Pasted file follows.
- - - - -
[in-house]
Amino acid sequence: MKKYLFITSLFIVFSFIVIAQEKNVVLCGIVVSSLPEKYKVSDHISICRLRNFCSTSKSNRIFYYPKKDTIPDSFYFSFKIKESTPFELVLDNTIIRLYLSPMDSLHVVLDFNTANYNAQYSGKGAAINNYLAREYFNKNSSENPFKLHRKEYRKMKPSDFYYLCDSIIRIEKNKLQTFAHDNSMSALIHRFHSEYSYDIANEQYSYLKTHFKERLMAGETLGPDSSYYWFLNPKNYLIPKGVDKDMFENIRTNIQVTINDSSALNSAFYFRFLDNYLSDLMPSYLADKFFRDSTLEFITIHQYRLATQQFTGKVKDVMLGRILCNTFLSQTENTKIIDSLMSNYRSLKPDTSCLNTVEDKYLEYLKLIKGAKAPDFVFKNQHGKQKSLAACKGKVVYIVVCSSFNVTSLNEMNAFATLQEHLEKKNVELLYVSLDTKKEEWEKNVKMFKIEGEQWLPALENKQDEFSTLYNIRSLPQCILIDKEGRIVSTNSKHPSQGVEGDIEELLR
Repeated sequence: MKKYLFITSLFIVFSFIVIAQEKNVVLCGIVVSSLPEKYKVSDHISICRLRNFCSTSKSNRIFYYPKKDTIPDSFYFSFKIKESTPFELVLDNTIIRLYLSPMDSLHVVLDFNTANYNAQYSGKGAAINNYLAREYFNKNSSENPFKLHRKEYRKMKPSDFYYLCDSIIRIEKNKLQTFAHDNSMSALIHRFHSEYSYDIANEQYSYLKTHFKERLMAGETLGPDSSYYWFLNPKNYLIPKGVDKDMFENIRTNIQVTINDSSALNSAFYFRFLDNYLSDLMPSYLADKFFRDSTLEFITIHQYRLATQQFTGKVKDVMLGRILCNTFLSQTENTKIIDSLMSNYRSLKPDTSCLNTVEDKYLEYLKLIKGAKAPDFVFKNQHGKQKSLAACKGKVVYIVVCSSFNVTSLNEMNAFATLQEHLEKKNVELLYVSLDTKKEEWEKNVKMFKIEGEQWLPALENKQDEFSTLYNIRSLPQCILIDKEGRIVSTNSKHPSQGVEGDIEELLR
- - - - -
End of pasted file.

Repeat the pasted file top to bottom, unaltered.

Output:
[in-house]
Amino acid sequence: MKKYLFITSLFIVFSFIVIAQEKNVVLCGIVVSSLPEKYKVSDHISICRLRNFCSTSKSNRIFYYPKKDTIPDSFYFSFKIKESTPFELVLDNTIIRLYLSPMDSLHVVLDFNTANYNAQYSGKGAAINNYLAREYFNKNSSENPFKLHRKEYRKMKPSDFYYLCDSIIRIEKNKLQTFAHDNSMSALIHRFHSEYSYDIANEQYSYLKTHFKERLMAGETLGPDSSYYWFLNPKNYLIPKGVDKDMFENIRTNIQVTINDSSALNSAFYFRFLDNYLSDLMPSYLADKFFRDSTLEFITIHQYRLATQQFTGKVKDVMLGRILCNTFLSQTENTKIIDSLMSNYRSLKPDTSCLNTVEDKYLEYLKLIKGAKAPDFVFKNQHGKQKSLAACKGKVVYIVVCSSFNVTSLNEMNAFATLQEHLEKKNVELLYVSLDTKKEEWEKNVKMFKIEGEQWLPALENKQDEFSTLYNIRSLPQCILIDKEGRIVSTNSKHPSQGVEGDIEELLR
Repeated sequence: MKKYLFITSLFIVFSFIVIAQEKNVVLCGIVVSSLPEKYKVSDHISICRLRNFCSTSKSNRIFYYPKKDTIPDSFYFSFKIKESTPFELVLDNTIIRLYLSPMDSLHVVLDFNTANYNAQYSGKGAAINNYLAREYFNKNSSENPFKLHRKEYRKMKPSDFYYLCDSIIRIEKNKLQTFAHDNSMSALIHRFHSEYSYDIANEQYSYLKTHFKERLMAGETLGPDSSYYWFLNPKNYLIPKGVDKDMFENIRTNIQVTINDSSALNSAFYFRFLDNYLSDLMPSYLADKFFRDSTLEFITIHQYRLATQQFTGKVKDVMLGRILCNTFLSQTENTKIIDSLMSNYRSLKPDTSCLNTVEDKYLEYLKLIKGAKAPDFVFKNQHGKQKSLAACKGKVVYIVVCSSFNVTSLNEMNAFATLQEHLEKKNVELLYVSLDTKKEEWEKNVKMFKIEGEQWLPALENKQDEFSTLYNIRSLPQCILIDKEGRIVSTNSKHPSQGVEGDIEELLR